The Ankara and Damascus governments have a common interest in undermining the Kurdish-led Autonomous Administration in North and East Syria (AANES) which has become a beacon of plurality for the war-torn region, according to Firas Qassas, an opposition politician in Syria.
Turkey’s recent airstrikes, which started last month and are likely soon to be supporting a ground operation against Kurdish armed groups in North and East Syria, aim to sabotage the only existing successful governance project in the country, said Qassas, the leader of the Modernity and Democracy Party for Syria.
Qassas shared his views on a potential reconciliation between Ankara and Damascus with Hawar News Agency. The governments of the two neighbouring countries have been signalling a possible retuirn to cordial relations, after a decade of acrimony as a result of Turkey’s support for Syrian rebels.
“The Turkish government wants to control the Autonomous Administration areas. The goals behind this policy are to undermine the desire for co-existence among the various Syrian components, and to sabotage the democratic Autonomous Administration project, which represents the only estblishment that has achieved real progress in the issues of democratic society, women’s empowerment, and political struggle,” Qassas said referring to the AANES.
The Turkish attacks started in spite of ceasefire agreements guaranteed by the United States and Russia, and reveal the true politics of Turkish President Recep Tayyip Erdoğan, according to the politician.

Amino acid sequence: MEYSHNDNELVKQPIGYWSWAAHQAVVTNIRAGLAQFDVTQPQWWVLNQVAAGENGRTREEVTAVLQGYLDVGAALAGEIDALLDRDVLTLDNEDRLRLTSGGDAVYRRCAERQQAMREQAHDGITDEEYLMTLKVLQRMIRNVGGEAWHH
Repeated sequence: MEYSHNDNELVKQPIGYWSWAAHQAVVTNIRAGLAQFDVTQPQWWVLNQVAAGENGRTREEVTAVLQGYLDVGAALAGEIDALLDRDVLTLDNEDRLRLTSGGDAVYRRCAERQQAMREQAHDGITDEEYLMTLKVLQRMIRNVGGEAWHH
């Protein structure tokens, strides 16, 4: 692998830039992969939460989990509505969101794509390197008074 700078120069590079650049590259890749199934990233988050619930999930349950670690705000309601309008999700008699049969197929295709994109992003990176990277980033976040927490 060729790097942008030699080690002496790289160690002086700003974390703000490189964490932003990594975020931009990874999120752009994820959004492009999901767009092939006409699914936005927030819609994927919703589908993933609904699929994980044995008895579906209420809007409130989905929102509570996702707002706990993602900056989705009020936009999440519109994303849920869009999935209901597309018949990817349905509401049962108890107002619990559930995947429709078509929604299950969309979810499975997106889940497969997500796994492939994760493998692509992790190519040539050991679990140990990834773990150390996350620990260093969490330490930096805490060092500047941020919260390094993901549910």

“There are no principles that govern his words and his behaviour,” Qassas said about the Turkish president. “Erdoğan works only for his personal interest and the narrow interest of his party. His primary concern, contrary to pluralistic logic, is to belittle and target the opposing side using racist policies.”
Since 2018, the Turkish government has been talking about establishing a safe zone along the Turkish border, and having taken control of certain territories following two military incursions in into its neighbour Syria, Ankara now wants to connect the lands it controls in northwest Syria with those in the northeast. But Turkey also has other ambitions, Qassas said:
“What Turkey wants, apart from preserving the occupation of the regions it acquired with its agents in Syria, is to bring about a demographic and cultural change that serves the Turkish state at the expense of the culture, will, and interests of the Syrians, and these are the reasons for the Turkification policies.”
In terms of their aims, there is not much difference between the attitudes of the Turkish and Syrian governments, according to Qassas. “The two regimes are two sides of the same coin, and they agree on racial superiority and fighting the values of pluralism, coexistence, and recognition of the other,” he said.
“Both Erdoğan and the Syrian president Bashar Assad are running tyrannical regimes that seek to achieve their interests even at the expense of killing people and ruining their lives, Qassas said. Moreover, both governments are existentially hostile to the logic of the Autonomous Administration in northern Syria,” he added.
In response to the Turkish government’s repeated announcements that a ground operation against Kurdish forces in northern Syria is imminent, a 29 November UN Security Council Briefing warned against the consequences of such an aggression.
Mazloum Abdi, Commander-in-Chief of the Kurdish-led Syrian Democratic Forces (SDF), on Sunday welcomed the UN position and expressed his hope that this position will also be reflected on the ground.
The heads of the United States House Foreign Affairs Committee on Saturday also expressed concerns about recent Turkish attacks against northern Syria, underlining the possible counter-effect of the Turkish aggression on the struggle against the Islamic State.